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Cape Town Pelagics boat rescues 25 people off Hout Bay, South Africa

November 8, 2012

On 13 October 2012, a Cape Town Pelagics seabirding charter rushed to the scene of a capsizing boat and managed to rescue at least 25 people from the icy Atlantic waters near Hout Bay. Of these 25, twenty were pulled directly from the water by those on the Cape Town Pelagics boat, ably skippered by Sean Amor, and another five were brought to our vessel by a smaller rubber duck that could no longer hold them. Later boats rescued a further thirteen people and tragically, two people died in the sea. Below is a first hand account by Cape Town Pelagics leader Dalton Gibbs that will hopefully clarify some of the inaccurate news reporting of the Miroshga incident, and a thank you letter from one of the survivors. Cape Town Pelagics is very proud to be associated with all those aboard the boat who assisted as best they could in this tragic situation, including skipper Sean Amor and assistant Alan Tardin, leader Dalton Gibbs, and participants Debra and Phil Taylor, Tristan Cossey, Brian Benjamin, Lisa Mitford, Linda Heather-Noon and Fulton Somerville.

We would welcome any feedback to — Amanda Kropman, Deirdre Vrancken, Marje Hemp and Callan Cohen See for more info.

See below for Dalton’s eyewitness account:

Cape Town Pelagics leader Dalton Gibbs reports:

Saturday’s pelagic trip on the 14th Oct 2012 out of Hout Bay had gone well, with 14 pelagic species seen during the day. It was a five albatross day and apart from the commoner Shy, Black- browed, Indian and Atlantic Yellow-nosed Albatross, we also had two superb Wandering Albatross. The first bird was a younger bird, with white eye patches and the second an immaculate beautiful old snowy white bird. This bird sat on the water and allowed us great viewing opportunities and it was a pleasure to see.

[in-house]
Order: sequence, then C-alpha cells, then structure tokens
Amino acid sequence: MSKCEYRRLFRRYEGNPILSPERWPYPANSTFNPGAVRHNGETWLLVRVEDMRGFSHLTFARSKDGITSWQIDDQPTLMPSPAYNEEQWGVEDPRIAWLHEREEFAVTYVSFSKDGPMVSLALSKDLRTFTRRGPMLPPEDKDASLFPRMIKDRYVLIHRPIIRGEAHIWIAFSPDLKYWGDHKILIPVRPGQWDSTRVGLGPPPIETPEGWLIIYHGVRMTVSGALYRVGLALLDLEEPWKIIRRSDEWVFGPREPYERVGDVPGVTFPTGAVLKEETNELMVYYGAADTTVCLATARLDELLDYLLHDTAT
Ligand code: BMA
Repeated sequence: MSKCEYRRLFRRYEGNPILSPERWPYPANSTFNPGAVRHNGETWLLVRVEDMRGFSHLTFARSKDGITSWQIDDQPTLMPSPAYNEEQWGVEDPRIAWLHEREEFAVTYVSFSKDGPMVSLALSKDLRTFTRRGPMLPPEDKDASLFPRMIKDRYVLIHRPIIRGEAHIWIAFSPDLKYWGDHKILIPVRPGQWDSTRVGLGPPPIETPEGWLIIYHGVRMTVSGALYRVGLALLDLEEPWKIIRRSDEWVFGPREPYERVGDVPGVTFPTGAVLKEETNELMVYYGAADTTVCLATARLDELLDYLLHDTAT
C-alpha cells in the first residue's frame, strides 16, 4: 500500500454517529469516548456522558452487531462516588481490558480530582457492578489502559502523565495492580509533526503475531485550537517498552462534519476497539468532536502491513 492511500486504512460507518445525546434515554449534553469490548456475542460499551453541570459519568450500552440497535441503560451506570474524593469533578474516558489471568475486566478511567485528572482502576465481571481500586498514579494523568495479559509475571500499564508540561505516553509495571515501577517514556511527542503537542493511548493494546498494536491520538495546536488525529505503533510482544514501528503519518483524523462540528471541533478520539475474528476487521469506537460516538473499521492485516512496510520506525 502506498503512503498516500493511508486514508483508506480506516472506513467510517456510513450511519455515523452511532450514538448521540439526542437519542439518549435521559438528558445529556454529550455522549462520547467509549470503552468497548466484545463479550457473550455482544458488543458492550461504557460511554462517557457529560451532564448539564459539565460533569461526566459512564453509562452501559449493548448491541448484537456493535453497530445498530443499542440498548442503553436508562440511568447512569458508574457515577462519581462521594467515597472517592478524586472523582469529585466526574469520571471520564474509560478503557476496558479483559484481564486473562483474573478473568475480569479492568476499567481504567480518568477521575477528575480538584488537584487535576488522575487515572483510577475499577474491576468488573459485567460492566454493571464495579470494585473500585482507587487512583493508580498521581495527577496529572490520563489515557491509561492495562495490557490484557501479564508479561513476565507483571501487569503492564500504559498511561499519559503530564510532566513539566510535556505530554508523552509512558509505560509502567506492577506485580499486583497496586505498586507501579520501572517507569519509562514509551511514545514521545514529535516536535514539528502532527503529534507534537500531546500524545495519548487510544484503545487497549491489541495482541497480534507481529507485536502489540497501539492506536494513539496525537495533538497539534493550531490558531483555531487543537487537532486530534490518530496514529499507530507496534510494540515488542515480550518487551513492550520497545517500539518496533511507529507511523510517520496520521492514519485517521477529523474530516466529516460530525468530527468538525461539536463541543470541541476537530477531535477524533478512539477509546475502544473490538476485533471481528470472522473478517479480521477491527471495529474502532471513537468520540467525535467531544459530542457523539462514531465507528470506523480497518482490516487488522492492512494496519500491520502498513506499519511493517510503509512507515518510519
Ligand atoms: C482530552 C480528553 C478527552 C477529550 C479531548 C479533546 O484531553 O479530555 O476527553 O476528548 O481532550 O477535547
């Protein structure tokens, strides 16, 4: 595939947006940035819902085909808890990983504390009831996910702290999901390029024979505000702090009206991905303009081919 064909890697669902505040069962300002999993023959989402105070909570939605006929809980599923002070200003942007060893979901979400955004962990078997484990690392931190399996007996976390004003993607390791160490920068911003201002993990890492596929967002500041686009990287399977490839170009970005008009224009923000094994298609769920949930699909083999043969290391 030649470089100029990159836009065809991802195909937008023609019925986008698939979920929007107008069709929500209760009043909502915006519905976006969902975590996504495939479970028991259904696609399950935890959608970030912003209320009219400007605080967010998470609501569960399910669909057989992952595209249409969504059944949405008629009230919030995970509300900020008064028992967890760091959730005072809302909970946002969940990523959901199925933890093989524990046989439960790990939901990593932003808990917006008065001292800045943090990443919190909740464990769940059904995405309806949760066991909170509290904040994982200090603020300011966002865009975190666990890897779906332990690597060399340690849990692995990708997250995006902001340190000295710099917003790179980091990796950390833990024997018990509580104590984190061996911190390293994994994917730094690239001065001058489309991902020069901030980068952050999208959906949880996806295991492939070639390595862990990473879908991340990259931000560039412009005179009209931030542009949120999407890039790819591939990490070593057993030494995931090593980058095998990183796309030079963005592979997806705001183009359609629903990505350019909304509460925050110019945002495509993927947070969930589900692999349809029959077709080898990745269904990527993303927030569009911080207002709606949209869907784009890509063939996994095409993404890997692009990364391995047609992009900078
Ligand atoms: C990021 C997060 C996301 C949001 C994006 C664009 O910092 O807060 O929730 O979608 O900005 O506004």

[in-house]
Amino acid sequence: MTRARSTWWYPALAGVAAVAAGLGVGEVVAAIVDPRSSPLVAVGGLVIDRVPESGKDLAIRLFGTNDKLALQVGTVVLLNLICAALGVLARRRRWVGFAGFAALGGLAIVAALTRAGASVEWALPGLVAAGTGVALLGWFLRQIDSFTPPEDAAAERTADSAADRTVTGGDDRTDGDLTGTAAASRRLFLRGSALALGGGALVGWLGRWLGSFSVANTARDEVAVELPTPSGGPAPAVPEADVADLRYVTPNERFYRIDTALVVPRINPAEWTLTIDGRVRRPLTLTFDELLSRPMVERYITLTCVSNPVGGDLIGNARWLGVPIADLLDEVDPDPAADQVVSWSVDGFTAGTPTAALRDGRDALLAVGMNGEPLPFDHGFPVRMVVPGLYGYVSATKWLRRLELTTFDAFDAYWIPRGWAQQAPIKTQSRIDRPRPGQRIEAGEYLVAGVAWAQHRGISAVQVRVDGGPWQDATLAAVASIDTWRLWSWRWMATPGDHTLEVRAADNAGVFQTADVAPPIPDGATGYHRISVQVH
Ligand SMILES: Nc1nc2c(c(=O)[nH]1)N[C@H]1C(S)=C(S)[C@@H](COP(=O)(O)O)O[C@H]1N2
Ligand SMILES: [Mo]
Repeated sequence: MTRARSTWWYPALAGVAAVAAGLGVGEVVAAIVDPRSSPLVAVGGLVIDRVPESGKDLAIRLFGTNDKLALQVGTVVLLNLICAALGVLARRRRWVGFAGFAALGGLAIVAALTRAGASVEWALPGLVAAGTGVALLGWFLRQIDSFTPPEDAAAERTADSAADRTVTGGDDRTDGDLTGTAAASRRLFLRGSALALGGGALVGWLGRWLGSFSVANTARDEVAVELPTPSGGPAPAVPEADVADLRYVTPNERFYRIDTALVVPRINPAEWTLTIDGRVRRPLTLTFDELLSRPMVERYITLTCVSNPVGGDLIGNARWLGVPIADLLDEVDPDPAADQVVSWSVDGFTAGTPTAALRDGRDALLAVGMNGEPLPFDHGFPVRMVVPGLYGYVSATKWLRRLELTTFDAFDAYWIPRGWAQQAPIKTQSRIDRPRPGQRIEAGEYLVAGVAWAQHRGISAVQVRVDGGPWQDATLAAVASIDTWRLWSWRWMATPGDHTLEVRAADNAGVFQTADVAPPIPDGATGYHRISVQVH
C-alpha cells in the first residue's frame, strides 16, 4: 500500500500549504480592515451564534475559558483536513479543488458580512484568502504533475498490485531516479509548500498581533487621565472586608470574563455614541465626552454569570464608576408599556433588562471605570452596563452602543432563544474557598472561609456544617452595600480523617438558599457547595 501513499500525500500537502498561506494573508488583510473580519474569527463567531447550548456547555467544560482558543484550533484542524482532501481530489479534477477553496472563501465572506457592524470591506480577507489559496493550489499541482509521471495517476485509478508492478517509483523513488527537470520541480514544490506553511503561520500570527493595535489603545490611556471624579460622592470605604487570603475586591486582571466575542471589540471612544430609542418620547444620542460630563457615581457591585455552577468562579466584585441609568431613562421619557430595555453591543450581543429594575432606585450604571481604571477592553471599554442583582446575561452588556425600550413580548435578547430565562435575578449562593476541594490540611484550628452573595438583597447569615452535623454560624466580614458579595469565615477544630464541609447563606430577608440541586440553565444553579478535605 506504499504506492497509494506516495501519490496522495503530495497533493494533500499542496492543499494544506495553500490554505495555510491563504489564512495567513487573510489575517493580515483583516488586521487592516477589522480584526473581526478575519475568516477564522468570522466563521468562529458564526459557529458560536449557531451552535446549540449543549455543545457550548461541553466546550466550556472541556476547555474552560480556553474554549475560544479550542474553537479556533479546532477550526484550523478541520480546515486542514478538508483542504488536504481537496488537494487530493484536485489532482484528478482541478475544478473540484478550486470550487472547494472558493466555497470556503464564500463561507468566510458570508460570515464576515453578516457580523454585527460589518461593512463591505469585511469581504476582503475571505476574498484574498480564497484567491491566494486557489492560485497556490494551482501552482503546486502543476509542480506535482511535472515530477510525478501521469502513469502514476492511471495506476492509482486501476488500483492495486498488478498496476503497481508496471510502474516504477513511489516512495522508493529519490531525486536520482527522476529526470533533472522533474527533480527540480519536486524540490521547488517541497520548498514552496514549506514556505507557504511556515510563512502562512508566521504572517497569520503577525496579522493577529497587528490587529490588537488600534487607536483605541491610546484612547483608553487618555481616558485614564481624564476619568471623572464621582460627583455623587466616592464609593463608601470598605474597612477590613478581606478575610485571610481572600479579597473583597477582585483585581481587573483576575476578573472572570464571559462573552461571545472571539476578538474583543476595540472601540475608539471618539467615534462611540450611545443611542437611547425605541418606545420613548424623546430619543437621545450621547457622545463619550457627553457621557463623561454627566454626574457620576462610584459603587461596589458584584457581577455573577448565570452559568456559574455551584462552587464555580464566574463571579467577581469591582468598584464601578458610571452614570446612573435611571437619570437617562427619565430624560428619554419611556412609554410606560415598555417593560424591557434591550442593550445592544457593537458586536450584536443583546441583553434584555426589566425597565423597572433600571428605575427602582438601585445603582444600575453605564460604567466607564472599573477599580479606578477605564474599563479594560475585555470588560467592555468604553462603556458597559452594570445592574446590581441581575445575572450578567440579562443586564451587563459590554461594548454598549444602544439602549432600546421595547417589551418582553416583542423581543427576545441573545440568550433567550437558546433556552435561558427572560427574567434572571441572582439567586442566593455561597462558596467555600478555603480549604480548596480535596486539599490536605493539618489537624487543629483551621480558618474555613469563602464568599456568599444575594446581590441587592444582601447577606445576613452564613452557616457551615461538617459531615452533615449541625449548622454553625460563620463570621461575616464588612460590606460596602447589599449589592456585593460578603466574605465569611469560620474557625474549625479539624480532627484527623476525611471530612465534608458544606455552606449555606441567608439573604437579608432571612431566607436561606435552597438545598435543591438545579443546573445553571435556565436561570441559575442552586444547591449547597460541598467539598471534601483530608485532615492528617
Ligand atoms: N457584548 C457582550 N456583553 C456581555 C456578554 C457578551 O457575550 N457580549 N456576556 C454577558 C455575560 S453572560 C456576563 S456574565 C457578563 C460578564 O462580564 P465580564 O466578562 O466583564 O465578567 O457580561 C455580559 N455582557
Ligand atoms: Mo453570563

We headed back toward Hout Bay after lunch time, with a south easterly wind starting to pick up behind us. This wind was predicted to be strong by night time and we were giving ourselves plenty of time to make it back home. Some of the folk on board were feeling sea sick, but the ride back toward land was with the swell and it was fairly smooth sailing all the way.

Just outside Hout Bay I asked Sean Amor, the skipper of our boat, the Extravagence, if we could make a small detour to Duiker Island to see the large Cape Fur Seal colony there. We entered the gap between the mainland and the seal colony and were just admiring the hundreds of seals when Sean remarked that he had seen a flare ahead of us. He was piloting the boat from the upstairs deck and so could see further than us on the lower deck.